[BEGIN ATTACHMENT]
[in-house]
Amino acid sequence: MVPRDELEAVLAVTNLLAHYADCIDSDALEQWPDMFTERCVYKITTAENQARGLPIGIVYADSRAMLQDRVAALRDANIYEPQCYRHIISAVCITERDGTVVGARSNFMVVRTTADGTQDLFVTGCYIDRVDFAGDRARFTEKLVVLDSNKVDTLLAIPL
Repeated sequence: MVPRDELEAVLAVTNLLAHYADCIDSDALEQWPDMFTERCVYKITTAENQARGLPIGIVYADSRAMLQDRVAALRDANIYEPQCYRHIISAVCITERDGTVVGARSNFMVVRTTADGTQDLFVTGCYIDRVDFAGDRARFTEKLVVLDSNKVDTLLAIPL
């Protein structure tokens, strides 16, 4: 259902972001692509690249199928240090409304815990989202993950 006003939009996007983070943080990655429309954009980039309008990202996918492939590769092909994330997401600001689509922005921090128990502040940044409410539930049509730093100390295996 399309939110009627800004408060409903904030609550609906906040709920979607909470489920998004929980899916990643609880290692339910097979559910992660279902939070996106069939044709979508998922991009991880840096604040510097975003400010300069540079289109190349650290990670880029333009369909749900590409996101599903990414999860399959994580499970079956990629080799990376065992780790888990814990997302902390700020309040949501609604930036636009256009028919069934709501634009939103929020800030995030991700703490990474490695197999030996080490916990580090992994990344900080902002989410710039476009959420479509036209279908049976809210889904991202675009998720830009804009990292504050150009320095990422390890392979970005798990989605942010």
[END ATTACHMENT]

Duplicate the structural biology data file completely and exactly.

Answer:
[in-house]
Amino acid sequence: MVPRDELEAVLAVTNLLAHYADCIDSDALEQWPDMFTERCVYKITTAENQARGLPIGIVYADSRAMLQDRVAALRDANIYEPQCYRHIISAVCITERDGTVVGARSNFMVVRTTADGTQDLFVTGCYIDRVDFAGDRARFTEKLVVLDSNKVDTLLAIPL
Repeated sequence: MVPRDELEAVLAVTNLLAHYADCIDSDALEQWPDMFTERCVYKITTAENQARGLPIGIVYADSRAMLQDRVAALRDANIYEPQCYRHIISAVCITERDGTVVGARSNFMVVRTTADGTQDLFVTGCYIDRVDFAGDRARFTEKLVVLDSNKVDTLLAIPL
């Protein structure tokens, strides 16, 4: 259902972001692509690249199928240090409304815990989202993950 006003939009996007983070943080990655429309954009980039309008990202996918492939590769092909994330997401600001689509922005921090128990502040940044409410539930049509730093100390295996 399309939110009627800004408060409903904030609550609906906040709920979607909470489920998004929980899916990643609880290692339910097979559910992660279902939070996106069939044709979508998922991009991880840096604040510097975003400010300069540079289109190349650290990670880029333009369909749900590409996101599903990414999860399959994580499970079956990629080799990376065992780790888990814990997302902390700020309040949501609604930036636009256009028919069934709501634009939103929020800030995030991700703490990474490695197999030996080490916990580090992994990344900080902002989410710039476009959420479509036209279908049976809210889904991202675009998720830009804009990292504050150009320095990422390890392979970005798990989605942010």